Starman falls to Earth after five-month space odyssey

Reuters News
Posted: May 13, 2013 11:35 PM
Starman falls to Earth after five-month space odyssey

By Dmitry Solovyov and Irene Klotz

ALMATY/CAPE CANAVERAL, Florida (Reuters) - The Canadian astronaut who became a music sensation when his zero-gravity version of David Bowie's "Space Oddity" went viral on the web returned to Earth along with two crewmates on Tuesday after a five-month stint on the International Space Station.

Chris Hadfield landed safely in central Kazakhstan with his American and Russian colleagues. Their Soyuz space capsule descended under an orange parachute and raised clouds of dust as it ignited an engine to cushion its landing about 150 km (90 miles) southeast of the town of Zhezkazgan.

The astronauts were presented with Russian nesting dolls with their images painted on and wore traditional Kazakh embroidered robes and hats over their blue flight suits when they posed for cameras before returning to Russia's cosmonaut training center outside Moscow for medical tests.

"It's part of humanity to be in space," Hadfield said in Russian. "What we were feeling, what we were doing there, the music we played, this is a big part of our lives." He called his time in orbit an "amazing experience".

Hadfield, NASA astronaut Tom Marshburn and Russian cosmonaut Roman Romanenko had left the $100-billion orbital outpost about 3-1/2 hours earlier as it sailed 255 miles over eastern Mongolia.

Hadfield, the first Canadian to command the space station, made more history on Monday when he released the first music video shot in space - his poignant "cyberspace" rendition of Space Oddity, which was first released in 1969 just before the Apollo 11 moon landing.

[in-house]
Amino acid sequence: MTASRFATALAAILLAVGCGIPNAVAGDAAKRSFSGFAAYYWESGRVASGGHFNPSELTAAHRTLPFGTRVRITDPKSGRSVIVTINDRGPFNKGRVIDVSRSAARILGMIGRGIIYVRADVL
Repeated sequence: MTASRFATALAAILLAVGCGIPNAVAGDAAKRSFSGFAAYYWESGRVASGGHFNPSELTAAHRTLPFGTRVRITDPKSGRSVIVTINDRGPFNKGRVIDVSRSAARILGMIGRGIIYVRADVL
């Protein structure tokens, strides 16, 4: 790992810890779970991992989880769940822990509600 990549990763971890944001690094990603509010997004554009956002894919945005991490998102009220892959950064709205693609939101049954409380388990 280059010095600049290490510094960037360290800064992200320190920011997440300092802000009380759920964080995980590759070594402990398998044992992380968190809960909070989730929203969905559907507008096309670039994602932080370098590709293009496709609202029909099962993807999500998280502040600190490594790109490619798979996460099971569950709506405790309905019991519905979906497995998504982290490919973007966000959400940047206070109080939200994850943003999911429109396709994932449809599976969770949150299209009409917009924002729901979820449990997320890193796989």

The video, with its familiar refrain "Ground Control to Major Tom" had almost seven million hits on YouTube on Tuesday:

"I'm very happy that ... seven million are interested. It is very interesting and historic to be in space," Hadfield said.


The space mission included an impromptu spacewalk on Saturday to fix an ammonia coolant leak that had cropped up two days earlier. Without the repair, NASA likely would have had to cut back the station's science experiments to save power. The cooling system dissipates heat from electronics on the station's solar-powered wing panels.

During the 5-1/2-hour walk, Marshburn and Chris Cassidy, who remains aboard the station, replaced a suspect ammonia coolant pump, apparently resolving the leak. Engineers will monitor the system for several weeks to make sure there are no problems.

The mission of Hadfield, Marshburn and Romanenko, who blasted off 146 days ago, was the 35th expedition aboard the station, a permanently staffed laboratory where crew carry out experiments in fields including biology, physics and astronomy.

Their replacements are due to launch from the Baikonur Cosmodrome in Kazakhstan on May 28. Until then, a skeleton crew led by Pavel Vinogradov and including NASA astronaut Cassidy and cosmonaut Alexander Misurkin will keep the station operating.

The crew's return to Earth was on the 40th anniversary of the launch of the first U.S. space station, Skylab. Three crews lived and worked on the relatively short-lived Skylab between May 1973 and February 1974.

The project helped NASA prepare for research aboard the space shuttles and the International Space Station, which was constructed in orbit beginning in 1998.

The outpost, scheduled to remain in orbit until at least 2020, has been permanently staffed since 2000.

(Additional reporting by Aliyah Suivdikova and Alissa de Carbonnel; Editing by Pravin Char)